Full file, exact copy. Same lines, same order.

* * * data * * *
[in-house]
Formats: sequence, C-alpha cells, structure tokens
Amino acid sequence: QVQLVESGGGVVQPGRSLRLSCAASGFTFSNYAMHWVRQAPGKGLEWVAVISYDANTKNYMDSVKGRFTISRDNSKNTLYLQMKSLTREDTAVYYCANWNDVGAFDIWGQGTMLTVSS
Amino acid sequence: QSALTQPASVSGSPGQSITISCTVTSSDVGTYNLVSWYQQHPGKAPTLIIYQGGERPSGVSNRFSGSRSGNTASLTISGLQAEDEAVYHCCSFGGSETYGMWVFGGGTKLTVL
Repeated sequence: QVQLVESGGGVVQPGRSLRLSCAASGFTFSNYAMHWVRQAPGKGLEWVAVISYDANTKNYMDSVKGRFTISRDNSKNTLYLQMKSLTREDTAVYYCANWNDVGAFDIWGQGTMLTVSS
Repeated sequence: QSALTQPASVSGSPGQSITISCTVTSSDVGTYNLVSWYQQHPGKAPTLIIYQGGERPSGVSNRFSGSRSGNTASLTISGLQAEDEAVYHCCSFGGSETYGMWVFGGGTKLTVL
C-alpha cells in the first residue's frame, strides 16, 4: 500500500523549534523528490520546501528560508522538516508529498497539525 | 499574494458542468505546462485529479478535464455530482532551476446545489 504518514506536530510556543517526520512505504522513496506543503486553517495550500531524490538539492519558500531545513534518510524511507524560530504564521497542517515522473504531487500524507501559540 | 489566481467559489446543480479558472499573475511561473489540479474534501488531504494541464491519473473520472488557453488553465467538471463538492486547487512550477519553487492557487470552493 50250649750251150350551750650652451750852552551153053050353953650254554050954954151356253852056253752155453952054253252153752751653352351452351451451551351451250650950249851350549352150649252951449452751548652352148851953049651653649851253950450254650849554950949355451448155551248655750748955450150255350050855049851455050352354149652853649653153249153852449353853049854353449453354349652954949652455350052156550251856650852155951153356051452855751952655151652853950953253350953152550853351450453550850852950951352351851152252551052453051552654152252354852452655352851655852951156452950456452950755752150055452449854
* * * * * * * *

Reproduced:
[in-house]
Formats: sequence, C-alpha cells, structure tokens
Amino acid sequence: QVQLVESGGGVVQPGRSLRLSCAASGFTFSNYAMHWVRQAPGKGLEWVAVISYDANTKNYMDSVKGRFTISRDNSKNTLYLQMKSLTREDTAVYYCANWNDVGAFDIWGQGTMLTVSS
Amino acid sequence: QSALTQPASVSGSPGQSITISCTVTSSDVGTYNLVSWYQQHPGKAPTLIIYQGGERPSGVSNRFSGSRSGNTASLTISGLQAEDEAVYHCCSFGGSETYGMWVFGGGTKLTVL
Repeated sequence: QVQLVESGGGVVQPGRSLRLSCAASGFTFSNYAMHWVRQAPGKGLEWVAVISYDANTKNYMDSVKGRFTISRDNSKNTLYLQMKSLTREDTAVYYCANWNDVGAFDIWGQGTMLTVSS
Repeated sequence: QSALTQPASVSGSPGQSITISCTVTSSDVGTYNLVSWYQQHPGKAPTLIIYQGGERPSGVSNRFSGSRSGNTASLTISGLQAEDEAVYHCCSFGGSETYGMWVFGGGTKLTVL
C-alpha cells in the first residue's frame, strides 16, 4: 500500500523549534523528490520546501528560508522538516508529498497539525 | 499574494458542468505546462485529479478535464455530482532551476446545489 504518514506536530510556543517526520512505504522513496506543503486553517495550500531524490538539492519558500531545513534518510524511507524560530504564521497542517515522473504531487500524507501559540 | 489566481467559489446543480479558472499573475511561473489540479474534501488531504494541464491519473473520472488557453488553465467538471463538492486547487512550477519553487492557487470552493 50250649750251150350551750650652451750852552551153053050353953650254554050954954151356253852056253752155453952054253252153752751653352351452351451451551351451250650950249851350549352150649252951449452751548652352148851953049651653649851253950450254650849554950949355451448155551248655750748955450150255350050855049851455050352354149652853649653153249153852449353853049854353449453354349652954949652455350052156550251856650852155951153356051452855751952655151652853950953253350953152550853351450453550850852950951352351851152252551052453051552654152252354852452655352851655852951156452950456452950755752150055452449854